The strategic usage and emplotment of the term Acchut by the Adi-Hindus not as untouchable but as untouched certainly presented to the untouchables an idiom in which they could feel dignified and claim respectability, but it definitely could not and did not prove fierce enough so as to attack the system of caste itself and lessen its grip; annihilation altogether remained a distant dream. The setup of the movement in urban areas seemed to be optimistic for a while as it could have organised the urban poor within its fold, at least from across the marginalised castes as caste status remained a significant determinant of poverty and powerlessness and would have mobilised the downtrodden poor against the exploitation of resource-controlling upper castes.

Contrarily, only untouchable caste groups such as Chamars, Bhangis, Mehtars and Doms remained exclusive adherents of the heterodox Bhakti based Adi-Hindu ideology and their claims of assertion remained predominantly within the occupational arena. And it seems this was because of their urban surrounding that they chose to remain content with it, which would perhaps have not been the case, had it been based in urban-rural milieu. Hopefully then, they would have attacked the exploitative character of caste system as a whole.

Quite recently, Dalit political leadership and scholarship alike have emphasised upon evolution and consolidation of the Dalit consciousness with the beginning of Adi-Hindu movement. The argument of this line follows that Dalit consciousness has been an organising force and factor behind uniting the marginalised low castes and has empowered them in their struggle against caste Hindu exploitation.

The argument is, We feel, inherently two-fold problematic. Firstly, Dalit consciousness has never forged any cohesive pan-Dalit unity, and it simply could not as the logic of caste does not allow one caste to form organic unity with another, howsoever close they might be within the ritual and status hierarchy, and one must be superior to the other. In fact, the emergence, consolidation and decline of the Bahujan consciousness and identity in post-1980s Uttar Pradesh exposes the bluntness of such arguments that the rise of caste/castes-based consciousness may lead to gradual extinction of caste-based socio-economic inequalities. In the case of Bahujan identity, organic unity was impossible simply because the Shudra castes together with the Kshatriya have been predominant and most immediate oppressor of the Dalits.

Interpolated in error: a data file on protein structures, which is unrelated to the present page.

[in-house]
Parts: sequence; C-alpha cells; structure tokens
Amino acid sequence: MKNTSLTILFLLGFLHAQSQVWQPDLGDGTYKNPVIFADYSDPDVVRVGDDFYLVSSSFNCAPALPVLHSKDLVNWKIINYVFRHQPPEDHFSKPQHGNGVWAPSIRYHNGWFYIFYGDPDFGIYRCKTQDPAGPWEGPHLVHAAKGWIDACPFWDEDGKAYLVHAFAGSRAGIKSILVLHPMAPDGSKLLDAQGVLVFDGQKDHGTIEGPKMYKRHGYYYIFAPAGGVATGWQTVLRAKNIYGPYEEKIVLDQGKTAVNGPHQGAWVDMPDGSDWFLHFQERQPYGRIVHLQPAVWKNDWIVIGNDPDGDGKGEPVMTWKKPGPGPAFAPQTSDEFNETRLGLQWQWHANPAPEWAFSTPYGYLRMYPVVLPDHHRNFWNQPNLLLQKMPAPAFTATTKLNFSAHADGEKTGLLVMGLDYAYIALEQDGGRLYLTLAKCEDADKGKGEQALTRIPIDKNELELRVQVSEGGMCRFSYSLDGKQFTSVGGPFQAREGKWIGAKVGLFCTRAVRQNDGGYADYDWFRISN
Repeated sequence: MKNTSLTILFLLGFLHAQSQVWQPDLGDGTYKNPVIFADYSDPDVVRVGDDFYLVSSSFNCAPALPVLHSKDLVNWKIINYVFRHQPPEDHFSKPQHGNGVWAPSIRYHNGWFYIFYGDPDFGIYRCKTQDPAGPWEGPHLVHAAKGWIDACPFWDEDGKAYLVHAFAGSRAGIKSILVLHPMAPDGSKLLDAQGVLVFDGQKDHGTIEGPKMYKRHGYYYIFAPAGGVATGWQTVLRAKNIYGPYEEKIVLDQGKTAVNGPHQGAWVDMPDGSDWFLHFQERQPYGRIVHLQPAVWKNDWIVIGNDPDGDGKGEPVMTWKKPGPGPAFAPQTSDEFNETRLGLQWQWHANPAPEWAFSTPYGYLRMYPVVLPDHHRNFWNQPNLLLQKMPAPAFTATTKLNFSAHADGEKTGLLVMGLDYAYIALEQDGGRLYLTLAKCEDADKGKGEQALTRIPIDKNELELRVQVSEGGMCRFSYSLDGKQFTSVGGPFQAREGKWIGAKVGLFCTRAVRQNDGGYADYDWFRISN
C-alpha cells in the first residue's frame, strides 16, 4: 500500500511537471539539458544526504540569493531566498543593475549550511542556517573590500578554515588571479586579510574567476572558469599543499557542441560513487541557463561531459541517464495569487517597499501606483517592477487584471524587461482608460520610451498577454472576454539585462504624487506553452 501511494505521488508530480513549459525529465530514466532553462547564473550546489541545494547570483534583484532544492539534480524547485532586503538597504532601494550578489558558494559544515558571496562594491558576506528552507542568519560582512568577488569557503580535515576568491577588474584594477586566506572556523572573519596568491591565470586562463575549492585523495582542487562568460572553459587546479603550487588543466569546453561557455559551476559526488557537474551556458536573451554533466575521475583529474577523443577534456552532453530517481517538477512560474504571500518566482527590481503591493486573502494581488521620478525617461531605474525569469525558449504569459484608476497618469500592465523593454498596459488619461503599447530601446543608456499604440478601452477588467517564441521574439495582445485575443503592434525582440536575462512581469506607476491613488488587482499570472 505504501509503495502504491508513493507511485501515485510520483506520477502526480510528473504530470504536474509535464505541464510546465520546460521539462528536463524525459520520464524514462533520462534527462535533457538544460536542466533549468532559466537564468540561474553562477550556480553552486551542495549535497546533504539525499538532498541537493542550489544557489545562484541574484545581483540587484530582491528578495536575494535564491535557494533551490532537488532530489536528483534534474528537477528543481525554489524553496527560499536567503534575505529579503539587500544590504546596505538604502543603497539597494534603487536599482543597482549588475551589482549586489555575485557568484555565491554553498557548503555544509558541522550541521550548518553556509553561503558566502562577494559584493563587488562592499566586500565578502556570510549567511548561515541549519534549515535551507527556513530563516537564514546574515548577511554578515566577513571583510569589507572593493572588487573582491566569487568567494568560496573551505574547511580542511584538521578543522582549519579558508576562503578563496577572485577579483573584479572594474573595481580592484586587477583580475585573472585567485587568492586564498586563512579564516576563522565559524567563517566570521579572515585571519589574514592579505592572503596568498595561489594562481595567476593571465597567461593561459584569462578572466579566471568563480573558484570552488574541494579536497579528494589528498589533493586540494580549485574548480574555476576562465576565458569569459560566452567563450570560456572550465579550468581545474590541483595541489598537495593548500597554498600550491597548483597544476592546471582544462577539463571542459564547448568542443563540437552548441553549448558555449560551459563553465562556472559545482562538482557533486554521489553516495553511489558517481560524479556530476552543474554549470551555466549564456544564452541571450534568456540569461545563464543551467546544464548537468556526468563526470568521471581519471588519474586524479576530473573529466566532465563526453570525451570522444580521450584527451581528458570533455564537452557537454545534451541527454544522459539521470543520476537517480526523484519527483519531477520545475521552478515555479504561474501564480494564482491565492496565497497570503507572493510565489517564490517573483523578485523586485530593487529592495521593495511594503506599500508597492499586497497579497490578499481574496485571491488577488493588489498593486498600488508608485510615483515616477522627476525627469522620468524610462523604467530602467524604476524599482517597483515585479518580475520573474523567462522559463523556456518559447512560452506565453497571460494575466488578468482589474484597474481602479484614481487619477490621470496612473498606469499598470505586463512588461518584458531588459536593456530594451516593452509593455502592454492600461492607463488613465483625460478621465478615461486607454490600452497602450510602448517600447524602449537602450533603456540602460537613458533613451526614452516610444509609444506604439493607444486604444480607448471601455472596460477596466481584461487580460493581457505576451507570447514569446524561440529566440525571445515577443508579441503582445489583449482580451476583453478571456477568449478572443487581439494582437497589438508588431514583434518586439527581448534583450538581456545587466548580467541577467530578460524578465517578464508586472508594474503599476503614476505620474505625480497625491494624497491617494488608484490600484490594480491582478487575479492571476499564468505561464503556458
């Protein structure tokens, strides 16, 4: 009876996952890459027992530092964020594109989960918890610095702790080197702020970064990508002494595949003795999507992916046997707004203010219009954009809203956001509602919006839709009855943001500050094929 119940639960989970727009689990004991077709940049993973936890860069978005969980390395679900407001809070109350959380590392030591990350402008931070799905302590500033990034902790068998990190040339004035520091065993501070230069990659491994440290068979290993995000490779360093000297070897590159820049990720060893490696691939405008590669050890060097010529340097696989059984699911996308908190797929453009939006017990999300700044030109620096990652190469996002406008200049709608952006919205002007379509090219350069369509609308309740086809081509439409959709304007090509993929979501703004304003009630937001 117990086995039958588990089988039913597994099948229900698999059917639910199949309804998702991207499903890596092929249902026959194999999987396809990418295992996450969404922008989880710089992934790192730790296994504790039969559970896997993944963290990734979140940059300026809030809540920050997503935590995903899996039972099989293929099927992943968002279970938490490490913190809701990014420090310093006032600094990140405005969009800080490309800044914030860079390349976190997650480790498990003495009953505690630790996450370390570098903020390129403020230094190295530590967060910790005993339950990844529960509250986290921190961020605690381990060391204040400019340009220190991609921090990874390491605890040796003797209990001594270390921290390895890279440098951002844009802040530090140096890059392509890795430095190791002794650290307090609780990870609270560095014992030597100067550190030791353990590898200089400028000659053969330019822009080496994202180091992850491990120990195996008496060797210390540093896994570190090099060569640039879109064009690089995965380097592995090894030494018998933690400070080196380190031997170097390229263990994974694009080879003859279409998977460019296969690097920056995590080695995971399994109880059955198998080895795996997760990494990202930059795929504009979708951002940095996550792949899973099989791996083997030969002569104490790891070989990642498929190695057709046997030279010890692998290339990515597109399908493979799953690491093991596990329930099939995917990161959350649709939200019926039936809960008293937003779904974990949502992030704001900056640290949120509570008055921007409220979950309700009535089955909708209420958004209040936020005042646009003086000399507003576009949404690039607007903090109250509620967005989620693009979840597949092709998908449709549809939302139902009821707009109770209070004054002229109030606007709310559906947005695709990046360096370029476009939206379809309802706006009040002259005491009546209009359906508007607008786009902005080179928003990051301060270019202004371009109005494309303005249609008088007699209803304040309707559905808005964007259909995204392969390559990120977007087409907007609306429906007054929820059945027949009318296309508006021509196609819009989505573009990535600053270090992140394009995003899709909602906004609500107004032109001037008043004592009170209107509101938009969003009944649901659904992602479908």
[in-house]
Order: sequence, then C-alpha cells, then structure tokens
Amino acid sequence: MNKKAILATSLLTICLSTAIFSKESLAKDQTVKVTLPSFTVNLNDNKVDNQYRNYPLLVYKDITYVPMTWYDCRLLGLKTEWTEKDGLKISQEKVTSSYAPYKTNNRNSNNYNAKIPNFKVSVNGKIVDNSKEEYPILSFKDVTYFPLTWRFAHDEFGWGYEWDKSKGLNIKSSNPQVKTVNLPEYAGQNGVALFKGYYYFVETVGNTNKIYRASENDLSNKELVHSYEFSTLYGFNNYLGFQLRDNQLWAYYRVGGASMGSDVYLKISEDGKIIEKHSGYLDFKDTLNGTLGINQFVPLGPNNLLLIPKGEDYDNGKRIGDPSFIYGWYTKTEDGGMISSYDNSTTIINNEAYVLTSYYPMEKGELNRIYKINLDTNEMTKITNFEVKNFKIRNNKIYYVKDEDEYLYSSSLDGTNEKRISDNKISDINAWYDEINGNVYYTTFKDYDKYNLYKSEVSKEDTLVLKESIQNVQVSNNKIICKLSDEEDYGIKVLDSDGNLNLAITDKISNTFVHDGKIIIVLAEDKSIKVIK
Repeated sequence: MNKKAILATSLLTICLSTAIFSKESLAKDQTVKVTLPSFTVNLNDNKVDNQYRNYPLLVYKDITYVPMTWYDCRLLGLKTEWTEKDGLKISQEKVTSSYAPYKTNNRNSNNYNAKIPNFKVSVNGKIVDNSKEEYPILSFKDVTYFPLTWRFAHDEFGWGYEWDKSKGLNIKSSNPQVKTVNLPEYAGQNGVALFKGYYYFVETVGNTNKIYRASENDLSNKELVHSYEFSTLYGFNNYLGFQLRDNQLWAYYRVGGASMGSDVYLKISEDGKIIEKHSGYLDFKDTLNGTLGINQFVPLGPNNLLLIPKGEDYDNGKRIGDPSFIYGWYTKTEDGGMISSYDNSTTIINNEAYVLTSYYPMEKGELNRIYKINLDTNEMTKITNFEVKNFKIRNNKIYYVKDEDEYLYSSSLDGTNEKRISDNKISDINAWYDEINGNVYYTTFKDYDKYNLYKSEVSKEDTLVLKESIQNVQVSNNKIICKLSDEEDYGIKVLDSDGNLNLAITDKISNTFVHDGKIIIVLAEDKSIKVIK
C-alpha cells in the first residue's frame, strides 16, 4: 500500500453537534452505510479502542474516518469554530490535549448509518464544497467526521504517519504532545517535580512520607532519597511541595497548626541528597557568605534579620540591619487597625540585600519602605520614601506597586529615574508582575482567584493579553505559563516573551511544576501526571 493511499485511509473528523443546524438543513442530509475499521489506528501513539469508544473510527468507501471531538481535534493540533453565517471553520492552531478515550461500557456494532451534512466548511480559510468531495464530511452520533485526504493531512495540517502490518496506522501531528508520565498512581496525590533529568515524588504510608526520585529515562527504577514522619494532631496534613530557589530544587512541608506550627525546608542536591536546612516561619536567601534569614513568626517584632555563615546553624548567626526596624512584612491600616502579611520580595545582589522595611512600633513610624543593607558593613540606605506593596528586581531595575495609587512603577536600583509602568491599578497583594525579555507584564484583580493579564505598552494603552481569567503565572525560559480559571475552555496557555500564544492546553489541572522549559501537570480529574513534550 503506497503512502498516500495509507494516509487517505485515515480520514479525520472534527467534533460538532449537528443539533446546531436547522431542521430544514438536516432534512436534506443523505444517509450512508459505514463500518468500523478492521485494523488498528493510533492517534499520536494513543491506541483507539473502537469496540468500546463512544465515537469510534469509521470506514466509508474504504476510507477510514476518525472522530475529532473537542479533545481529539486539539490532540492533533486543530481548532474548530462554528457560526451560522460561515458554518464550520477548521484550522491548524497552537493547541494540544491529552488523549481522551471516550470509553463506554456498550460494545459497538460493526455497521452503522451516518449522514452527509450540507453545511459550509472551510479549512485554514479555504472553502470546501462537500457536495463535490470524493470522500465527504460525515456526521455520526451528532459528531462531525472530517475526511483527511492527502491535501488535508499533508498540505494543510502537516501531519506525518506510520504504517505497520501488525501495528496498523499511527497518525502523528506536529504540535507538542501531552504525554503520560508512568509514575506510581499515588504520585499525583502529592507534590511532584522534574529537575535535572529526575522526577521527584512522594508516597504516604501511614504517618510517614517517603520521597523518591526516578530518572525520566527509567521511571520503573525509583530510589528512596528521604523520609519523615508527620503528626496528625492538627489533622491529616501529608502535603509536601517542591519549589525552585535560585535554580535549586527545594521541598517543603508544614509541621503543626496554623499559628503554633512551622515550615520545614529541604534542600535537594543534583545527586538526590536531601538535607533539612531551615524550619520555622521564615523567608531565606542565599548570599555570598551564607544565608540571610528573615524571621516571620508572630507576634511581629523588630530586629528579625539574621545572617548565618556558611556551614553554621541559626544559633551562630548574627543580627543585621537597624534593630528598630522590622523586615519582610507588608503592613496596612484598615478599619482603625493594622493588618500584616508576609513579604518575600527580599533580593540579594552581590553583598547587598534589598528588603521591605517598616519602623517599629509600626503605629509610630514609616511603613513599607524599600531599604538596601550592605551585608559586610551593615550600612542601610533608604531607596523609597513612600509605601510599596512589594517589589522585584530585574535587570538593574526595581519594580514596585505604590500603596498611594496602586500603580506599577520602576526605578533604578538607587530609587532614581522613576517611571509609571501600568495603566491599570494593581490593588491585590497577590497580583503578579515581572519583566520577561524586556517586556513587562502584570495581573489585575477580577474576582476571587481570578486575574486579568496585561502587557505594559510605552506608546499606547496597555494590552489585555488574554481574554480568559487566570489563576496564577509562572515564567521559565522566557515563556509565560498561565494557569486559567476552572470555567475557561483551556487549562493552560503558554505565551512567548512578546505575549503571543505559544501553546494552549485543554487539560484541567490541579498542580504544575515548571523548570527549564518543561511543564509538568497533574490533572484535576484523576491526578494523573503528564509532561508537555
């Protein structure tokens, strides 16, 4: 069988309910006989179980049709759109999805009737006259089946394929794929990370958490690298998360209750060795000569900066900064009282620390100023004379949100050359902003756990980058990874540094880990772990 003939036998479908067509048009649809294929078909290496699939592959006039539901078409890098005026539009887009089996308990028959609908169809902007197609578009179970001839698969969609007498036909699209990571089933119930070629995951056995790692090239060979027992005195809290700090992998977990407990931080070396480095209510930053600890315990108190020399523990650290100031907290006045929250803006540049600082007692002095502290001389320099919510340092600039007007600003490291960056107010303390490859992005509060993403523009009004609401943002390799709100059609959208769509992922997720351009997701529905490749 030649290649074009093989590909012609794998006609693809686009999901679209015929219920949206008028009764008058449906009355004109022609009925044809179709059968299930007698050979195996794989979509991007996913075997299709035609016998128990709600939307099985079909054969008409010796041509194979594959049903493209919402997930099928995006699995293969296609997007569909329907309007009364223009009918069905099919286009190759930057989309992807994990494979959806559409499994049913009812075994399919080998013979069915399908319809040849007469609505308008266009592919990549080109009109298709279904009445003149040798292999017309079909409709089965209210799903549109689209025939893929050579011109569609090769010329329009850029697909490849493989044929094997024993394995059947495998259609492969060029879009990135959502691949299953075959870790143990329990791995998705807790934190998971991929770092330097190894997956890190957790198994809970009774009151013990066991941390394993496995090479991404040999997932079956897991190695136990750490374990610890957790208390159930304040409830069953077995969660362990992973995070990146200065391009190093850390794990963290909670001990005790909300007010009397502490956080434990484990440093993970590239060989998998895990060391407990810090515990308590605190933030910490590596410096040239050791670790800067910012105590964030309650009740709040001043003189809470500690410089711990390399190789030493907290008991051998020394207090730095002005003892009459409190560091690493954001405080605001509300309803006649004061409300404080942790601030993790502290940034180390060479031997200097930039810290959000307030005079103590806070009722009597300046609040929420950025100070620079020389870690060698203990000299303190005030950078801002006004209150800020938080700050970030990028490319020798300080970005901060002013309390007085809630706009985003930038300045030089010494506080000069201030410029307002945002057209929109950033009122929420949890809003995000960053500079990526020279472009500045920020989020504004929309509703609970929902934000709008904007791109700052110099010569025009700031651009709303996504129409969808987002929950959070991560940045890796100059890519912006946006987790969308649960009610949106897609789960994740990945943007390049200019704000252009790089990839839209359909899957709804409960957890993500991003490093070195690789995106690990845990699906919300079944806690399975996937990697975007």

Secondly, the rise of Dalit consciousness merely does no good against the caste structure, for the consolidation of one caste-based consciousness will naturally and necessarily give rise to aguish and resultant caste solidarity among the higher castes. Our emphasis here is not upon belittling the importance of caste solidarity, but what is required, we think, is not just a solidarity among members of one caste, rather an organic unity of the marginalised on the basis of the same interest that they share with the means of production collectively against the exploiters.

In fact, assertion itself does not serve anything if the system of caste remains intact or at times gets metamorphosed into a more consolidated one. We would go on argue that assertion within the caste structure is futile. Where then should be looked towards? The theoretical understanding of the genesis and mechanism of caste provided by a section of scholarship may help us finding a way forward. Anthropologist Luis Dumont has provided us with a methodology to comprehend how caste system works and sustains. In his opinion, it is the existence of complementary binary opposition of purity and pollution, legitimised by sacred scriptures of Hinduism, which sustains the caste structure and society. The existence of one is necessary for survival of the other. It is not to suggest that merely theological sustenance of caste explains it all and undoubtedly, the inception, shaping and reshaping of the phenomenon of caste have to be located in the context of ever changing relationships of political state, its agents of governance, dominant landed elites and toiling masses.

Ambedkar too, while analysing the structure of caste and pitching for its annihilation, brilliantly gave a call to attack the theological foundations of caste along with socio-political manifestations of it. And in this regard, Adi-Hindu movement definitely had necessary philosophic grounds to undermine and smash caste when they proposed and adhered to non Brahmanic cultural and normative traditions, but a deeper, fine and sharper understanding of caste itself would have brought colours. A parallel can be seen in this regard between the Adi-Hindus and the Dalit panthers of the 1970s who have left a legacy of culture of resistance which will keep on inspiring generations to come.

Ms. Akanksha Sharma is currently research scholar at the Department of Political Science, University of Delhi.

Mr. Skand Priya teaches history at Shivaji College, University of Delhi.